Someone asked me after I volunteered to make my daughter-in-law’s wedding bouquets if I wasn’t nervous they wouldn’t turn out. My new daughter-in-law is wonderfully laid back, so I knew if the bouquets weren’t exactly perfect, she would not stress over it, otherwise, I might have been more nervous and (probably) would not have offered my services. All five were different and definitely unique creations…
I consider cooking or baking and gardening to be artistic adventures, and I think most will agree that artists of any kind have to take some risks to be unique. I guess I do tend to fly by the seat of my pants (as I call it) or like to take (some) risks, but it is (almost) always worth it!
It is Thanksgiving weekend here in Canada. We celebrate the second Monday in October, while other countries celebrate in November. I believe the reason for that is the fact that our winters arrive sooner here, so our harvests are earlier. After all, Thanksgiving did originate as a celebration after harvest was complete.
Regardless of when you celebrate Thanksgiving, be sure to remember all the things you are grateful for. This previous postlisted the things I was grateful for two years ago. All of these still apply, with the wonderful addition of my sons’ significant others and two (with a third one on the way) grandchildren.
With the arrival of grandchildren comes a new addition to my dining room furniture, just in time for Thanksgiving…
As Thanksgiving approaches here in Canada (and in the USA in the near future) we should take a moment in our busy lives to contemplate what we are thankful for. Here is my list:
I am thankful for my three wonderful sons, each one with different goals, dreams, skills and personalities. I am thankful they are all still working and living close by and thoughtful enough to share their lives with me!
I am thankful for my husband of thirty one years, for his love and support, not to mention providing me with and helping me raise the above mentioned three sons.
I am thankful for my good health as well as the good health of those dear to me.
I am thankful for this wonderful country called Canada that we live in and the particular neighbourhood here in Kanata, Ontario that I live in.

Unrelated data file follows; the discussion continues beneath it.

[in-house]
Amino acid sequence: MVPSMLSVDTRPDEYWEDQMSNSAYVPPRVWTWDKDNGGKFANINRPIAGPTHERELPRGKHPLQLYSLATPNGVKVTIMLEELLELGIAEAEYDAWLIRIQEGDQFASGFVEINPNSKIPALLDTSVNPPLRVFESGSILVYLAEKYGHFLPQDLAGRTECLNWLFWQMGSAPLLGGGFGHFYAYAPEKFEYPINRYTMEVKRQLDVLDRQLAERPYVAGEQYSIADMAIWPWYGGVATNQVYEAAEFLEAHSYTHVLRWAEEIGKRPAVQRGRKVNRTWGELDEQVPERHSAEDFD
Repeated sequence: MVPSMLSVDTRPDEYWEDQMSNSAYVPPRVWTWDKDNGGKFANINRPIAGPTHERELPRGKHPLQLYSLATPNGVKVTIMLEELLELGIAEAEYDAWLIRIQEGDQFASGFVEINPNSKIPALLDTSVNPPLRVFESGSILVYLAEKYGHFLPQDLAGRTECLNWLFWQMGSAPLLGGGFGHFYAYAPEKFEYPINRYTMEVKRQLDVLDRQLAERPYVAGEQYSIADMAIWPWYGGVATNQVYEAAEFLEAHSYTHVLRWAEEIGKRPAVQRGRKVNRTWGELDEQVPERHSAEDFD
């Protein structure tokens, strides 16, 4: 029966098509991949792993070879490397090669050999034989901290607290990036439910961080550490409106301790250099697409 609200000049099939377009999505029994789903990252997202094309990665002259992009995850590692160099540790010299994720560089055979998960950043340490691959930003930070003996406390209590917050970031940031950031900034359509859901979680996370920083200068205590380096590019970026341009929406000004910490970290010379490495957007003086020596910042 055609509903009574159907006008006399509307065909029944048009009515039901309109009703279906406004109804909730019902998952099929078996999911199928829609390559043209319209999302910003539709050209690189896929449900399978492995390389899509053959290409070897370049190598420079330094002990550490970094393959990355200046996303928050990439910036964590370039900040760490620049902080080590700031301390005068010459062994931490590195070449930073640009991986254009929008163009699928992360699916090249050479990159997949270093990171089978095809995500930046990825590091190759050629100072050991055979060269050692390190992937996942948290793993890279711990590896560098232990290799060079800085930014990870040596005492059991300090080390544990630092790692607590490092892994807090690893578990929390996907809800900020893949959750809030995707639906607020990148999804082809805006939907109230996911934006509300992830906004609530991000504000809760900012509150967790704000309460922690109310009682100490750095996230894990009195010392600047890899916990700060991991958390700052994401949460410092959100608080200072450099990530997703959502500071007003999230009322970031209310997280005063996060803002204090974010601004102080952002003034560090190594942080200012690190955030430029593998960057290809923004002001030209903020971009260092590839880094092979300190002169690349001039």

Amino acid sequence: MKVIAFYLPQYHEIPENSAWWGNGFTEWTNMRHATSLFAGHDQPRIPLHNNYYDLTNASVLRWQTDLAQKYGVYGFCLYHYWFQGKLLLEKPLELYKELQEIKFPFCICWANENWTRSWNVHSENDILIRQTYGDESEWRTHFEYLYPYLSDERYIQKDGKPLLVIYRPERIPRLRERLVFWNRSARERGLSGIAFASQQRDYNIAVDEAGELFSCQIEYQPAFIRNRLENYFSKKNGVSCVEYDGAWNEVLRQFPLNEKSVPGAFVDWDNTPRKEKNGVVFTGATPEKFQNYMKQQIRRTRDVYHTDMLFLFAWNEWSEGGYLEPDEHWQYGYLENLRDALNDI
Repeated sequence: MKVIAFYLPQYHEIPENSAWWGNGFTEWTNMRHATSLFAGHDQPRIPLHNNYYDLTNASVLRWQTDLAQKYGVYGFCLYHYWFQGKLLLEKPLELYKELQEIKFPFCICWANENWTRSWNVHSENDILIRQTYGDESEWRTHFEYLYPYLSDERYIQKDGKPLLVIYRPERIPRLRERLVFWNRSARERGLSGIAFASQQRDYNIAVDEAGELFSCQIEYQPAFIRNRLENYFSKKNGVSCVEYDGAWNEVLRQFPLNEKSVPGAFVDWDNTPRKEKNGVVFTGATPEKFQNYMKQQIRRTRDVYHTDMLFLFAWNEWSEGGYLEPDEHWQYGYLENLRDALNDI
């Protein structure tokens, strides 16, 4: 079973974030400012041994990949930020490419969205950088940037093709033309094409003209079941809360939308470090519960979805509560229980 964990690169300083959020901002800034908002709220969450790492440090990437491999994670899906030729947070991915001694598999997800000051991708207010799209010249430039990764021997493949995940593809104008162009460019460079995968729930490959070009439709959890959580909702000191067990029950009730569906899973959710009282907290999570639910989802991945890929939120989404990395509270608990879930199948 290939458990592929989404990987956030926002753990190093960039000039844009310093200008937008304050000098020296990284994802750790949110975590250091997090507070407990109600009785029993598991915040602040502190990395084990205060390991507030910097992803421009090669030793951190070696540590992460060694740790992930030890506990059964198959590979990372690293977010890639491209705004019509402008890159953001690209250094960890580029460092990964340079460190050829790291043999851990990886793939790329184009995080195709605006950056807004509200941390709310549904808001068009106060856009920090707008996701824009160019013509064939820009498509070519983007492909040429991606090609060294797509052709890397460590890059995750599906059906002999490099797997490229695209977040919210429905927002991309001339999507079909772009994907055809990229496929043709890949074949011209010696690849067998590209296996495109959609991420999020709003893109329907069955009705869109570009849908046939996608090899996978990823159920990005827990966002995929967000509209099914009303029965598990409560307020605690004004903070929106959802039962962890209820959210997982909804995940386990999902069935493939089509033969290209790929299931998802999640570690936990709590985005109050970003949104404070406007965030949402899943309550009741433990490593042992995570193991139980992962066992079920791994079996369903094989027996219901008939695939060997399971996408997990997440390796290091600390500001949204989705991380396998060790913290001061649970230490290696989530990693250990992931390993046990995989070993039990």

I am thankful for the job I have where people pay me to play in their gardens.
I am thankful for the materialistic things in my life too, such as a warm and safe home, clothes on my back, food on my table, family vacations etc.
When you sit down for your Thanksgiving dinner, or before then, be sure to list the things you are most thankful for in your life. Then remind yourself often of your good fortune, especially the non-materialistic things!
Why did these wild turkeys cross the road? To get to the other side? Perhaps they are going into hiding so they do not end up on someone’s dinner table. Afterall, Thanksgiving is coming soon here in Canada.
Of course, there is always one straggler that takes their time crossing, holding up traffic…
My sister Vickie’s 20 year old son suffered a stroke two weeks ago in Corpus Christi Texas and must now undergo extensive therapy to recuperate.We are very thankful he survived the ordeal and very hopeful he will eventually recover to 100%. After a three week hospital stay, he was able to go home for the holidays; truly a thanksgiving miracle.
As you can probably imagine, the expense of his therapy is staggering. Most of our family lives here in Canada, but my sister, her three children and her three grandchildren live in Texas. Bank accounts have been set up, one in Canada at Scotiabank and one in the USA at Bank of America, to collect donations to help with the cost of his medical bills.
If you wish to donate please contact me. Please share this message through facebook, email, or by the old fashioned “word of mouth” with anyone you think can help. Thank you in advance for your support, it is greatly appreciated!